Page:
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Dr. Smith
Dr. Smith, Veterinarian
Category: Dog
Satisfied Customers: 1368
Experience:  Veterinarian in Small Animal Practice for 13 years
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My dog has a molar that broken off and the vet is worried ...

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My dog has a molar that broken off and the vet is worried an absess will form. she recommends extraction of the tooth or a root canal and cap...... so far the pulp is not swollen and she thinks it can go a few weeks without attention. what do you suggest?

I share the same concerns as your vet!Wink

Tooth fractures of the premolars and molars are very common in dogs due to their propensity to chew on really hard substrates like bone and rawhide and hard toys.

The fracture CAN be monitored at this time if no pulp exposure is evident. I would recommend PULSE ANTIBIOTIC therapy be instituted with Clindamycin antibiotic and your pet's mouth be checked regularly for any signs of gingival swelling or infection approximate to the tooth. Antiinflammatories ( Rimadyl, Previcox, Deramaxx) can be used as needed if you think your pet is experiencing any kind of nerve sensitivity or tooth pain while you are monitoring the tooth.

Extraction is usually the treatment of choice in my practice as it is quick, more affordable, and requires no maintenance! Dogs have 42 teeth, losing one is really no big deal when taking into account their ability to compensate!

In clinics that offer periodontics, that is a great alternative, but will ultimately cost quite a bit more to get done! Add to that the crown can come loose, fracture, or need to be replaced in a short amount of time, and the cost really adds up!!

Monitoring can be done for months to sometimes years at home. Eventually , an extraction may need to be done, so prepare yourself for the inevitable!

I would consider the usage of both Oravet and the new Periodontal Vaccine from Pfizer if you are not already familiar with those products. Your vet can give you the specifics!!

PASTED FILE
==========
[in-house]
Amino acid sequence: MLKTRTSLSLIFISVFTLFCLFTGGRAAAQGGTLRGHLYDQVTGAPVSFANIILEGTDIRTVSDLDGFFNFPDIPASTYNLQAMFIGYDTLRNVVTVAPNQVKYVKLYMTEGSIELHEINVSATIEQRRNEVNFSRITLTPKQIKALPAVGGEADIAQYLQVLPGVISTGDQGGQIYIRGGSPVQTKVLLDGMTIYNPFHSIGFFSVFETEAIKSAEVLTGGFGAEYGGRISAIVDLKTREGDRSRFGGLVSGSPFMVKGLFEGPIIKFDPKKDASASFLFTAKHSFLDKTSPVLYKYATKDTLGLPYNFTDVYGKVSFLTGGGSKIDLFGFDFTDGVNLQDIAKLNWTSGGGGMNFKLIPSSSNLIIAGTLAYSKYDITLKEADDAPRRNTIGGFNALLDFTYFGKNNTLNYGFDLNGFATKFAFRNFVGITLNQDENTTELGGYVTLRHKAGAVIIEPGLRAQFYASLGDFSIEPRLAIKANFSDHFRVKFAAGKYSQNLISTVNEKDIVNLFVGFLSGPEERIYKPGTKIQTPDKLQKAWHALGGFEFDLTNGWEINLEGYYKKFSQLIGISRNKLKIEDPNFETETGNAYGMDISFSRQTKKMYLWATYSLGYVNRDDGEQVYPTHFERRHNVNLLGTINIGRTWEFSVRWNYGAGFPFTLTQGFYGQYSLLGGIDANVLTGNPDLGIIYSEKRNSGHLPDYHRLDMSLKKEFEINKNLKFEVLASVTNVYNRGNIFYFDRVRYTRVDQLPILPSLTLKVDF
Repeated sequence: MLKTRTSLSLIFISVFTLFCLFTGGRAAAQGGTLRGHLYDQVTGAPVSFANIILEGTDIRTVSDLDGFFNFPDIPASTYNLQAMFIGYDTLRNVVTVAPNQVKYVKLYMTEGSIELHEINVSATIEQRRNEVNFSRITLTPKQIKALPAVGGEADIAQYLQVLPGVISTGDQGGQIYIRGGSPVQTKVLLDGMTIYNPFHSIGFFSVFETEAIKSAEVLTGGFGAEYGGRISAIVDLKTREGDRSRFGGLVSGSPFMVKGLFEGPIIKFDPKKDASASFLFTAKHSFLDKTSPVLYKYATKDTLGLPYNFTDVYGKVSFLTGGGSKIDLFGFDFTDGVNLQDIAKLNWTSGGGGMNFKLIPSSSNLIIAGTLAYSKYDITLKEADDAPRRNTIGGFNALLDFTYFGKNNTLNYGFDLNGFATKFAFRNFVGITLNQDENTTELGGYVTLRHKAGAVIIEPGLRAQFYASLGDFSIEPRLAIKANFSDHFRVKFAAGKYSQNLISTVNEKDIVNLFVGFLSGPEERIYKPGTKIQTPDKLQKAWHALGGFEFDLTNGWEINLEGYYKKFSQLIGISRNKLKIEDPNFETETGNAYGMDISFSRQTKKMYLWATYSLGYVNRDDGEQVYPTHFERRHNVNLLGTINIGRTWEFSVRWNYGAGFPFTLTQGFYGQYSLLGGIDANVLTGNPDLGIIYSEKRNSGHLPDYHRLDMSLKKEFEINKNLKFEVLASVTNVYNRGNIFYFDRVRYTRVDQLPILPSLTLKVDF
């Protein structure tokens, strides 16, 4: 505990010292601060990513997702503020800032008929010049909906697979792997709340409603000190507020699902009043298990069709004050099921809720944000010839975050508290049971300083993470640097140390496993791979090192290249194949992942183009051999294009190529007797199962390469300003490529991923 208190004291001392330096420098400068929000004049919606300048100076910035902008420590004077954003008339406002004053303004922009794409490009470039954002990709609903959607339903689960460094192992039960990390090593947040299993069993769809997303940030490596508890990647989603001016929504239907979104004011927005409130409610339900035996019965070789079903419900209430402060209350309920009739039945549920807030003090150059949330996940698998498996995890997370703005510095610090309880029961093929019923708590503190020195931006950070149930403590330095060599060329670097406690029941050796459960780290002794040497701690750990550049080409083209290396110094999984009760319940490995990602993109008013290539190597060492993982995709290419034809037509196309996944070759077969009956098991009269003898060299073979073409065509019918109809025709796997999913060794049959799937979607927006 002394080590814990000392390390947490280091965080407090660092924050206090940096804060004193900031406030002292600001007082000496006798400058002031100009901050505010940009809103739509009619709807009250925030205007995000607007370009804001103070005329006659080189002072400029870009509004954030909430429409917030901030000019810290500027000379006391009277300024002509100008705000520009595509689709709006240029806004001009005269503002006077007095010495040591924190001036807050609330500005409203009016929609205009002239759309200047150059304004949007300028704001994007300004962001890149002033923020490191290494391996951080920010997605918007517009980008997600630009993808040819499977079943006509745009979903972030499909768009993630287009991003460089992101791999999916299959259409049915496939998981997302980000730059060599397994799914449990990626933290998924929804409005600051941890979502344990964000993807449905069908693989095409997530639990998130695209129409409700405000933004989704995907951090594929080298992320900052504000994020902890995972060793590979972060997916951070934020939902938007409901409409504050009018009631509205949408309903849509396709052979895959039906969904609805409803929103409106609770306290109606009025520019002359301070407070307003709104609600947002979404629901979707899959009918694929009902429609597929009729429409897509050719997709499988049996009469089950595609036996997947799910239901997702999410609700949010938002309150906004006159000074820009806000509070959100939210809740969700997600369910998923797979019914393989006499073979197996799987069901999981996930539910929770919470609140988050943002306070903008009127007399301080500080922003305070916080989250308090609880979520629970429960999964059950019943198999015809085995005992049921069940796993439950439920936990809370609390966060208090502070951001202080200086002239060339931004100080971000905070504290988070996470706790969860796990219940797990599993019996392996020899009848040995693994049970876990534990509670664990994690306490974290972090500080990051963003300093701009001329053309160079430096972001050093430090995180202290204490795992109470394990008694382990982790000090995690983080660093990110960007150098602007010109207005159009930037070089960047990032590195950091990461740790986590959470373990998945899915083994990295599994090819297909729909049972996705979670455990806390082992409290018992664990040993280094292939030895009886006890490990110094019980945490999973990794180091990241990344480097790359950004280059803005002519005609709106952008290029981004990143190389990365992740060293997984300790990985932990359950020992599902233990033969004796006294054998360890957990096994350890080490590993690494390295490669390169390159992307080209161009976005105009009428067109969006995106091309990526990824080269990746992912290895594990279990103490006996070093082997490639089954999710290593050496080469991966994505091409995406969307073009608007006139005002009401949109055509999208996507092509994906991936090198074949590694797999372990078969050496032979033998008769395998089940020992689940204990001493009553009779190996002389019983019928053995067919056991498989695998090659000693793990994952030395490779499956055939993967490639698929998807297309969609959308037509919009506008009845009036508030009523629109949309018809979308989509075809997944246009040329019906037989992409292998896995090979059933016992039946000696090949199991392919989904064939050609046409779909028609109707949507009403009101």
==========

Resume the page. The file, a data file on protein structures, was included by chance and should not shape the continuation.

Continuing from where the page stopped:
Please remember to press "ACCEPT" upon reading this answer. I appreciate your trust in my professional knowledge and clinical experience. Please remember to leave feedback, as feedback affects my ratings and earnings.

Best Wishes to You and Your Pet!
Dr. Jodi L. Smith

Customer: replied 10 years ago.
Reply to Dr. Smith's Post: pulse antibiotic therapy?
oravet?
periodontal vaccine?

what are these things?

I am assuming you are going to talk to your vet about these topics....that's why I did not expound!

Briefly, pulse antibiotic therapy is where you deliver low doses of antibiotics to your pet over the course of weeks to months while they have any evidence of periodontal disease or a compromised tooth. Typically, your pet will start out on a higher dose to get bacterial numbers under control, and then slowly be tapered to a dosing of 1-2 x a week depending on your pet's specific needs. Antirobe or clindamycin is the antibiotic of choice for pulse therapy in pets with periodontal disease! This treatment can be used indefinitely pending the decision to extract a tooth or pursue a dental cleaning.

Oravet is a dental supplement that is used to help decrease the formation of dental tartar and plaque (with all their associated bacteria) from adhering to your pet's teeth! For more info, please check out:

http://www.oravet.us.merial.com/whatis.html

Pfizer's new dental vaccine holds great promise for pet's with compromised dental health due to periodontal disease or fractured teeth. The vaccine is new on the market since last year, so not all vets are carrying it.

Periodontal disease is one of the most common infectious diseases in the world in dogs and is caused by three different bacteria that make up plaque. The bacteria that cause most periodontitis are Porphyromonas gulae, Porphyromonas salivosa and Porphyromonas denticani. These bacteria have been associated with over 74% of dogs with periodontal disease and have also been linked to diseases of the heart, kidney and lungs. These bacteria have been linked as an important cause of aspiration pneumonia in humans.

Recently, new studies have suggested that these bacteria have long-term effects on bone loss related to the periodontal disease suggested alternative ways to deal with this disease. A new canine vaccine is underdevelopment by Pfizer to prevent this bacteria and subsequent periodontal disease. The vaccine is slated for release sometime mid 2006.

As I take oral health very seriously, I have made these recommendations to you and your pet not just to protect the fractured molar, but to give you a basis and a means to continue to protect the remainder of your pet's teeth for a lifetime!!

Please remember to press "ACCEPT" upon reading this answer. I appreciate your trust in my professional knowledge and clinical experience. Please remember to leave feedback, as feedback affects my ratings and earnings.

Best Wishes to You and Your Pet!
Dr. Jodi L. Smith

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